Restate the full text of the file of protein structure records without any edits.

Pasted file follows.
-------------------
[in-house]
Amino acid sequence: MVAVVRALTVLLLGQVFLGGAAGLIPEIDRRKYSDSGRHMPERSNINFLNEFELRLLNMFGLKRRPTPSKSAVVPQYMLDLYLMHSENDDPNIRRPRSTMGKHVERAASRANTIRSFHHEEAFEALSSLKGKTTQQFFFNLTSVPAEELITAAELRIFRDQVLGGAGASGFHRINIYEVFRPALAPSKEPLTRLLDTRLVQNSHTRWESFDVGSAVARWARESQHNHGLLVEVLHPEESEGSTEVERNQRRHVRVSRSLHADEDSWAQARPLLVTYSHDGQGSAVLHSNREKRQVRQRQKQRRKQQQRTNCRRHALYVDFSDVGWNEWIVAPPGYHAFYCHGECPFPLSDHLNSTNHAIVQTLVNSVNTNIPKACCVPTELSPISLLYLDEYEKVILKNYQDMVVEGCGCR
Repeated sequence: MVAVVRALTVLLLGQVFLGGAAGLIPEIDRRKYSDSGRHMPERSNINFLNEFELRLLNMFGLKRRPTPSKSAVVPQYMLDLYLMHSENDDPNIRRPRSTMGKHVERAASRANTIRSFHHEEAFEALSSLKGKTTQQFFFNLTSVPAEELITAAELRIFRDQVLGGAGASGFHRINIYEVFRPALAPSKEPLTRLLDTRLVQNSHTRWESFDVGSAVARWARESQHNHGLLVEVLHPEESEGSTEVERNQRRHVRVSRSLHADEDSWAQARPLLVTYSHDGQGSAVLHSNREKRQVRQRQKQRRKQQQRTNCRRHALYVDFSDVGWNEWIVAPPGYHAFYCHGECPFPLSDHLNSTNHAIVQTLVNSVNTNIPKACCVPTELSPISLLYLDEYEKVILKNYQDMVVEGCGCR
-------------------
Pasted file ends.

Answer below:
[in-house]
Amino acid sequence: MVAVVRALTVLLLGQVFLGGAAGLIPEIDRRKYSDSGRHMPERSNINFLNEFELRLLNMFGLKRRPTPSKSAVVPQYMLDLYLMHSENDDPNIRRPRSTMGKHVERAASRANTIRSFHHEEAFEALSSLKGKTTQQFFFNLTSVPAEELITAAELRIFRDQVLGGAGASGFHRINIYEVFRPALAPSKEPLTRLLDTRLVQNSHTRWESFDVGSAVARWARESQHNHGLLVEVLHPEESEGSTEVERNQRRHVRVSRSLHADEDSWAQARPLLVTYSHDGQGSAVLHSNREKRQVRQRQKQRRKQQQRTNCRRHALYVDFSDVGWNEWIVAPPGYHAFYCHGECPFPLSDHLNSTNHAIVQTLVNSVNTNIPKACCVPTELSPISLLYLDEYEKVILKNYQDMVVEGCGCR
Repeated sequence: MVAVVRALTVLLLGQVFLGGAAGLIPEIDRRKYSDSGRHMPERSNINFLNEFELRLLNMFGLKRRPTPSKSAVVPQYMLDLYLMHSENDDPNIRRPRSTMGKHVERAASRANTIRSFHHEEAFEALSSLKGKTTQQFFFNLTSVPAEELITAAELRIFRDQVLGGAGASGFHRINIYEVFRPALAPSKEPLTRLLDTRLVQNSHTRWESFDVGSAVARWARESQHNHGLLVEVLHPEESEGSTEVERNQRRHVRVSRSLHADEDSWAQARPLLVTYSHDGQGSAVLHSNREKRQVRQRQKQRRKQQQRTNCRRHALYVDFSDVGWNEWIVAPPGYHAFYCHGECPFPLSDHLNSTNHAIVQTLVNSVNTNIPKACCVPTELSPISLLYLDEYEKVILKNYQDMVVEGCGCR